Dave Glenn and Staff, ACC Sports Journal
April 7, 2003 BLACKSBURG Now that Virginia Tech has hired Seth Greenberg to replace Ricky Stokes as its men's basketball coach, who's next? Rick Carlisle? Terry Holland? Greenberg was an assistant coach on the 1983-84 Virginia team that played in the Final Four, the same squad on which Stokes was a player, as were Carlisle and Olden Polynice. Virginia Tech will be the third Big East stop for Greenberg, who also worked as an assistant at Pittsburgh and Miami in the 1980s.
Certainly, Tech athletic director Jim Weaver wasn't seeking UVa connections when he went looking for a successor to Stokes. Just ask successful Boston University coach Dennis Wolff, a four-year UVa assistant in the early 1990s who never got a call concerning the Hokies' job.
Weaver probably would not have hired Greenberg, the head coach for the past seven years at South Florida, if he hadn't run out of options after being turned down by Chattanooga's Jeff Lebo and Rhode Island's Jim Baron, the latter on the eve of a trip to Blacksburg. You probably can put East Tennessee State's Ed DeChellis in that category, too, because DeChellis admittedly preferred the position at his alma mater, Penn State, and was happy that an offer from PSU came before he had to make a decision on Tech.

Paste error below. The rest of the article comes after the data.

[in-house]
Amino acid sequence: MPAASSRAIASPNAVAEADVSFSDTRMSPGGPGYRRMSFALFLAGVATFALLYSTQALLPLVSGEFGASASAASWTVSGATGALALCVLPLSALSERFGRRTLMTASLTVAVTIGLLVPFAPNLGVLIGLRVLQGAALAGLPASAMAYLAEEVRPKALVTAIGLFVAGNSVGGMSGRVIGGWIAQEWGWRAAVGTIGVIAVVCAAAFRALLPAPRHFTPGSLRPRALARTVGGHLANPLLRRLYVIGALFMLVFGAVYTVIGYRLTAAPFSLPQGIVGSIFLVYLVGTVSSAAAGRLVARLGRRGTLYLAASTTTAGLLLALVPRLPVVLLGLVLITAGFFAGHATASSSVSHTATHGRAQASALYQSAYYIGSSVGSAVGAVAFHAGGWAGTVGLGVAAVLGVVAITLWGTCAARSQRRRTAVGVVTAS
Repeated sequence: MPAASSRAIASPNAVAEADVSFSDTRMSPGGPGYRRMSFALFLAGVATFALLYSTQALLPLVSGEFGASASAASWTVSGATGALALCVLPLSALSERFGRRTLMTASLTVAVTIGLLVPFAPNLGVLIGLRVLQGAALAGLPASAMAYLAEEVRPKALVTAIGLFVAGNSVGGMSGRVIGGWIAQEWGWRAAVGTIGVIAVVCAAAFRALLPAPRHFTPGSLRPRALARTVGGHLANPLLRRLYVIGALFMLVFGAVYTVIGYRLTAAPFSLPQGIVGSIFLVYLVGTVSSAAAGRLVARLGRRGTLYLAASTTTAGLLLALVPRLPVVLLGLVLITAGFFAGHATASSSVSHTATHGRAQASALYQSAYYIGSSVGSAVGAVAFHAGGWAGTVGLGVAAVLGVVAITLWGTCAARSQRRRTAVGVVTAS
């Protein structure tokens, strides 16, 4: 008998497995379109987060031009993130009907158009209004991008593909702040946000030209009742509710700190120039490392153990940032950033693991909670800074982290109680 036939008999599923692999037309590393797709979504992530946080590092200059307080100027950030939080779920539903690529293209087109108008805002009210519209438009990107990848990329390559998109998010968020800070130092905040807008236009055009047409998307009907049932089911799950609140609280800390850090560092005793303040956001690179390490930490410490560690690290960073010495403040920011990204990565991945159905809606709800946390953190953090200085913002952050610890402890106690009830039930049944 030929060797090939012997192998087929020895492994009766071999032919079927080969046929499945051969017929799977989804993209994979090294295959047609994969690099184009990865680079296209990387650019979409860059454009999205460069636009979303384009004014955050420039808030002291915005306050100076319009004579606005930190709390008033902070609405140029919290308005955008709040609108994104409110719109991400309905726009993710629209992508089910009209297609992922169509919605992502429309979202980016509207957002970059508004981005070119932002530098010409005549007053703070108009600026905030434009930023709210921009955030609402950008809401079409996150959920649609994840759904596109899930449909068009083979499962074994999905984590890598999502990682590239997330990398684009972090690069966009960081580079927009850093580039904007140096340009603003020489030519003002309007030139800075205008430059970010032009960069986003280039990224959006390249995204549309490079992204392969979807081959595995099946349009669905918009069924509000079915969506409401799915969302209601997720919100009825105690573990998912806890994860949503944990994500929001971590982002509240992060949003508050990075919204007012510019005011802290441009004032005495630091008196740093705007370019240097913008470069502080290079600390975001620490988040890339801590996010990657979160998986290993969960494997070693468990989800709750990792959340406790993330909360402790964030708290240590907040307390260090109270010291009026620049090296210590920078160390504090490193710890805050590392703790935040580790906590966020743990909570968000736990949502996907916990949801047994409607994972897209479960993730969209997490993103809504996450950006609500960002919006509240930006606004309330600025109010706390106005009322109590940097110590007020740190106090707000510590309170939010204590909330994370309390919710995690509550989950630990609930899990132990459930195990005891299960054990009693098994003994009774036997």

Weaver described Greenberg, a friend when Weaver was at UNLV and Greenberg at Long Beach State, as an ideal candidate. And in some ways he is, with the head coaching background Stokes lacked after coming to Tech as an assistant at Wake Forest, Virginia and Clemson.
However, it was somewhat disingenuous for Weaver to indicate that Greenberg was the perfect choice when he did not talk to him before April 2, the 24th day of the search. Moreover, there was a perception that Greenberg had worn out his welcome at South Florida. The Virginia Tech job is not considered a very desirable one in college basketball circles, and Weaver undoubtedly saw proof of that reality during his search. Greenberg may be a good coach, but he went just 108-100 in seven seasons at South Florida and failed to post a single victory over a top-25 opponent while with the Bulls.
Be that as it may, Greenberg gives Tech the kind of media-friendly coach it lacked with Stokes, and his hiring didn't break the bank. Tech knew it would have to upgrade the $208,000 per year it was paying Stokes, but Greenberg's six-year, $429,000 a year pact was a bargain by big-time basketball standards. Surprisingly, Greenberg's financial package was only $225,000 a year at South Florida, a Conference USA program that was competing against some million-dollar coaches on the hardwood.
Of course, even Greenberg's improved numbers are peanuts compared to what football coach Frank Beamer gets, but the Hokies have two years left to pay on the admissions fee they were charged for entering the Big East. For everybody else but football, that means austerity.